October 28, 2021

The Queens County Citizen

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Samsung heir Jay Y Lee will not hand over the company to his children

Samsung's Galaxy Z Flip is a nod to phones of the past

Samsung’s deputy billionaire chairman, who is the son of former chairman Lee Kun-hee, made the announcement at a press conference in Seoul on Wednesday.

“I don’t plan to leave my role to my children,” Younger Lee, also known as Jay Y. Lee, told reporters.

“This is something I have been thinking about for a long time but are hesitant to express it openly. That is because not only is the business environment difficult, but I feel irresponsible to talk about succession issues when I myself have not been properly proven yet,” he added. His father became paralyzed from a heart attack in 2014.

Samsung is South Korea’s largest conglomerate. Its combined business is estimated to reach around 15% of the entire country’s economy. Samsung Electronics, the largest part of the group, is the world’s leading smartphone maker and an important supplier of memory chips and display screens.

Lee, who is that? jailed in 2017 after what many have called the “trial of the century,” also apologized for the flaws in his leadership at the company. He was convicted of bribery related to the company’s succession and the downfall of former South Korean President Park Geun-hye.

Lee on Wednesday acknowledged that Samsung “failed, sometimes, to meet people’s expectations.” He discussed some of the controversies that companies have faced in recent years, including disputes about the formation of trade unions and his own criminal court.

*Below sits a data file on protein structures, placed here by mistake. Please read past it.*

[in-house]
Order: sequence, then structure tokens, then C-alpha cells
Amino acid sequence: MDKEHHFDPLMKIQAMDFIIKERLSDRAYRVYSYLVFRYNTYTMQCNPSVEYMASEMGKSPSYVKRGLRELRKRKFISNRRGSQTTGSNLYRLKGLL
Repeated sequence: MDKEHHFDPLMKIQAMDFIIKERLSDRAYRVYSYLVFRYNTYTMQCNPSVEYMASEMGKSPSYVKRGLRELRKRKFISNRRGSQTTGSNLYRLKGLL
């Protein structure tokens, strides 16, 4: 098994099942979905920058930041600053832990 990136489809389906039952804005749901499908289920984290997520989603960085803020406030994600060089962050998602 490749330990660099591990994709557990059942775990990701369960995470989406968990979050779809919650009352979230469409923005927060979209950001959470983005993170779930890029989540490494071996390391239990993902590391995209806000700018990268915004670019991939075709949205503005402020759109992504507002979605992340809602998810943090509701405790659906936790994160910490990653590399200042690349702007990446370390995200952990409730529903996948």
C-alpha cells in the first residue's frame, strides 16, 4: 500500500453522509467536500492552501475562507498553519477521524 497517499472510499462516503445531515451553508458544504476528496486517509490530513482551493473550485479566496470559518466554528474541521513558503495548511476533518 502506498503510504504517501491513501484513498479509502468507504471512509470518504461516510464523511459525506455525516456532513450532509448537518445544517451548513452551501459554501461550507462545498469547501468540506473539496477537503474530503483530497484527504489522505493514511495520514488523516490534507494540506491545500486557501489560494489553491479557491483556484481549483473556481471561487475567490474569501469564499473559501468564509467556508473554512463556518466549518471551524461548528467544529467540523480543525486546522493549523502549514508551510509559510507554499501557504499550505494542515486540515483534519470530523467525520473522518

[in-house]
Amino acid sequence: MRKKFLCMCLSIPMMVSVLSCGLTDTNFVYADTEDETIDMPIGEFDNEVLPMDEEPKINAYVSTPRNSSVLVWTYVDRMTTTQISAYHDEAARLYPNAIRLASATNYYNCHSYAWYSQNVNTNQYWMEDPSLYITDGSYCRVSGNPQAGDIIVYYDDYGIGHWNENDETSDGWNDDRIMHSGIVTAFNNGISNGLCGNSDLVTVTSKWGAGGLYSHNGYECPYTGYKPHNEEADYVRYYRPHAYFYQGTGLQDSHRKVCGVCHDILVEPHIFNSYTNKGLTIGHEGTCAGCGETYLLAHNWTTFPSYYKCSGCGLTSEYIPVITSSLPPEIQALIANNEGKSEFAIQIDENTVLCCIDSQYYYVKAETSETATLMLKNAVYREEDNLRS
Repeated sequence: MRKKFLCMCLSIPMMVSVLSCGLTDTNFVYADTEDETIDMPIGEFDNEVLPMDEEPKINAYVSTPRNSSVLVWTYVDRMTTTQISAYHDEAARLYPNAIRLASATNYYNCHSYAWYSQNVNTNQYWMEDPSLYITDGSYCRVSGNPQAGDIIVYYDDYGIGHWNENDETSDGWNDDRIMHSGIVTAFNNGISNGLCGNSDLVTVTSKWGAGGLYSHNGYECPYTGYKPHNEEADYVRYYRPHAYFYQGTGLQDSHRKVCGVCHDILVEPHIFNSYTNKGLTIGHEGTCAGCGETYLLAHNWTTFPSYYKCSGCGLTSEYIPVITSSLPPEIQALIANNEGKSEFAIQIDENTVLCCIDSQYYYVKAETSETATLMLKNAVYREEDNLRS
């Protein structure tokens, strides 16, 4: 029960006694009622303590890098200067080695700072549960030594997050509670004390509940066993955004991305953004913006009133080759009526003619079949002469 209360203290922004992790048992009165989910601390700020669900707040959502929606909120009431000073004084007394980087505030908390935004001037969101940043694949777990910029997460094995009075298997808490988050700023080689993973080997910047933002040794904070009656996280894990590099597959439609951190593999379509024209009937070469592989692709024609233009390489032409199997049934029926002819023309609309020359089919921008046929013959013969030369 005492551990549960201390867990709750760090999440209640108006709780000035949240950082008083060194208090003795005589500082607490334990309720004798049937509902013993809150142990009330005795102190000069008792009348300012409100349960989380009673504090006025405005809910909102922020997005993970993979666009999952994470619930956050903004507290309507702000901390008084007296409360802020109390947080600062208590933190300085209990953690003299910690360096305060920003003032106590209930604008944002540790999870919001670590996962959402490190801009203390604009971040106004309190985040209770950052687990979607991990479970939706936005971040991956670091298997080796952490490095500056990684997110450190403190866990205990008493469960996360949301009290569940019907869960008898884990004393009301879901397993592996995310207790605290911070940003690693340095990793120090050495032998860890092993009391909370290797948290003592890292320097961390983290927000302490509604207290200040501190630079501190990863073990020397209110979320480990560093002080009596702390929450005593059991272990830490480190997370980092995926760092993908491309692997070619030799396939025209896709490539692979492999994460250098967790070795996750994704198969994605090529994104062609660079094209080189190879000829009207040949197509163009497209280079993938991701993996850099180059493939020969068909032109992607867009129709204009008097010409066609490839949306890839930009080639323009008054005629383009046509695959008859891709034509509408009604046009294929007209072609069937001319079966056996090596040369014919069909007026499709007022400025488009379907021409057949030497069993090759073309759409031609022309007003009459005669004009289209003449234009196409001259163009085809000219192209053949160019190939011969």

“It’s my fault,” Lee said. “I offer my sincere apologies.”

The executive’s statement came after Samsung’s independent compliance committee advised Lee to apologize for handling succession and manpower.

While Lee freed up from prison in 2018, his case gripped South Korea for months. It was part of a major influence peddling scandal that brought down President Park’s government.
Last August, the South Korean high court ordered retrial for Lee, reigniting the case and raising fears that technology offspring could be sent back to prison.

Lee’s comments came just days after Samsung warned investors about growing challenges for its business.

The company last week reported an increase in revenue and operating profit for the first quarter of this year, but also warned that the coming months would be painful when the coronavirus pandemic disrupted global supply chains, hurt smartphone demand and made it difficult to adopt 5G technology.

– Sherisse Pham contributed to this report.

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